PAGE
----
Is it time to move to a floating exchange rate?

By Xu Qiyuan Source:Global Times Published: 2018/3/26 23:58:39

Illustration: Luo Xuan/GT



 

Over the years, the yuan exchange rate regime has generally lacked flexibility, which has constrained the People's Bank of China (PBC)'s monetary policy. In a sense, China's monetary policy framework starts with the exchange rate policy, and many people believe the monetary policy actually serves as the exchange rate policy to some extent. This view reveals the constraints that China's monetary policy is facing.

From the perspective of the economic fundamentals, the issues affecting China in choosing the exchange rate system are undergoing profound changes. These changes will allow the transition of China's exchange rate system to be successful and will help with the establishment of a mature monetary policy framework that will be independent from the exchange rate policy.

First, in recent years, there has been a significant drop in the degree of dependence on exports. In 2006, China's exports accounted for over 30 percent of GDP. Since then, this ratio has dropped continuously. Exports, as one of the engines of the Chinese economy, are losing importance.

Chinese companies have gone through numerous hardships in the global market over many years, and their competitiveness has been able to withstand the exchange rate fluctuations. Therefore, a more flexible exchange rate is more achievable.

Second, there is not so much pressure in terms of employment now. In the past, maintaining growth was necessary to ensure employment, but this is no longer a big problem.

Since 2013, there has been little increase in the number of new urban jobs; it was 13.51 million in 2017. The average growth in the last four years was only 100,000. However, under such circumstances, the overall employment situation has remained basically stable.

It can be seen that, in the context of an aging population and declining employment pressure, holding exports and foreign exchange rates steady in order to maintain employment is of less and less importance.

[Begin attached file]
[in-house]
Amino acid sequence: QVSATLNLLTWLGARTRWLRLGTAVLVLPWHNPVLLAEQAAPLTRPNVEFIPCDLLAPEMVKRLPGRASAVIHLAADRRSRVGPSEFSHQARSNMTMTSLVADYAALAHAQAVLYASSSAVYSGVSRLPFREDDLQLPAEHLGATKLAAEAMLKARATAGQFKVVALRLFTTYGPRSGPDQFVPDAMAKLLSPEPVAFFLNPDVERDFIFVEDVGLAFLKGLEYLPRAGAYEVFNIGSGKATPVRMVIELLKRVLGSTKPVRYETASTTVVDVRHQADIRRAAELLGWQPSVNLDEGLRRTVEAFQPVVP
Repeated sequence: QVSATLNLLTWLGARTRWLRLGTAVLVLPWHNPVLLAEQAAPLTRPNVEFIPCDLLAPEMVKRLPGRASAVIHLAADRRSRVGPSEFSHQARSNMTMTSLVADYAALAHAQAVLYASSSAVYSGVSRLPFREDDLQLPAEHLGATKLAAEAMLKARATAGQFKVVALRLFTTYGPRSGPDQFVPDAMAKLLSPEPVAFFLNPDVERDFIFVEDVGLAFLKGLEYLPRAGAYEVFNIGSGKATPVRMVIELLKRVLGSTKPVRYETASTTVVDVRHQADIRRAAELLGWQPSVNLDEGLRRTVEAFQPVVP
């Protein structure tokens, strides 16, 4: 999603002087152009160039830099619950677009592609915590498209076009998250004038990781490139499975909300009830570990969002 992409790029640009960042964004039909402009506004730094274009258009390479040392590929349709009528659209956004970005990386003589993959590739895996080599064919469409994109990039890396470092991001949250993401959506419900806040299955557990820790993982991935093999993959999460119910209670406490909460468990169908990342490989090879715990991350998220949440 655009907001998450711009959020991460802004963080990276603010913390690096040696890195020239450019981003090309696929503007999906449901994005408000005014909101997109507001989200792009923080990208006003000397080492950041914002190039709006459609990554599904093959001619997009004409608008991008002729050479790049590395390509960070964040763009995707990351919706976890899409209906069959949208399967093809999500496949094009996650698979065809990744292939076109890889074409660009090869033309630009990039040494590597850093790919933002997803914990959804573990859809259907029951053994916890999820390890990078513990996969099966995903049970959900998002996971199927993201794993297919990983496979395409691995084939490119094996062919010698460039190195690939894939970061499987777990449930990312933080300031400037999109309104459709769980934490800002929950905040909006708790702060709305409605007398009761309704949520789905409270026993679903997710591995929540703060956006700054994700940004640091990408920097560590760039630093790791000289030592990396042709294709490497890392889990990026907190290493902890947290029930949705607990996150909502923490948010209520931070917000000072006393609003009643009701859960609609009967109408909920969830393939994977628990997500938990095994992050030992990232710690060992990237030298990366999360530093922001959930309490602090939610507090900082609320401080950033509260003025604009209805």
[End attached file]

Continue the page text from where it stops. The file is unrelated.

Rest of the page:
Third, after the reshaping of the financial regulatory framework, regulators will be better able to deal with and contain financial risks. In July 2017, the National Financial Work Conference put the prevention of systemic risks in a prominent position. At the 19th National Congress of the Communist Party of China in October 2017, it was also listed as the first of three major tasks. The government work report of March 2018 made specific arrangements for the work to be done this year, and the local government debt problem will also be a priority.

At the same time, the Financial Stability and Development Commission and the merger of the China Banking Regulatory Commission and China Insurance Regulatory Commission will pave the way for the complete clarification of financial supervision. The problem before 2016 was lack of supervision, but this is being addressed.

Starting from 2018, the coordination of various regulatory departments will gradually increase, and the effectiveness of supervision will also increase significantly. In this context, the development of financial markets will provide a more solid market foundation for the yuan exchange rate to float freely.

Finally, the external environment faced by the PBC is undergoing profound changes, and the time window for the yuan exchange rate to move toward flexibility will come again. Timing will be of the utmost importance. Allowing the yuan to float freely when there are devaluation expectations could lead to attacks from the international market, and even a currency crisis. But if the market expectation is for appreciation or a balanced trend, the risks will be much smaller.

Regarding the US, the dollar has started on a relatively weak trend, and this is exactly what the US Department of the Treasury and the US government would like to see. At the 2018 World Economic Forum in Davos, US Treasury Secretary Steven Mnuchin made it clear that weakening of the US dollar would be beneficial for the US. President Donald Trump also attaches great importance to the US trade deficit and hopes to reduce it using various methods. So Trump definitely does not want to see a significant appreciation of the US dollar, especially against the yuan.

The author is a senior fellow with the Institute of World Economics and Politics at the Chinese Academy of Social Sciences. bizopinion@globaltimes.com.cn



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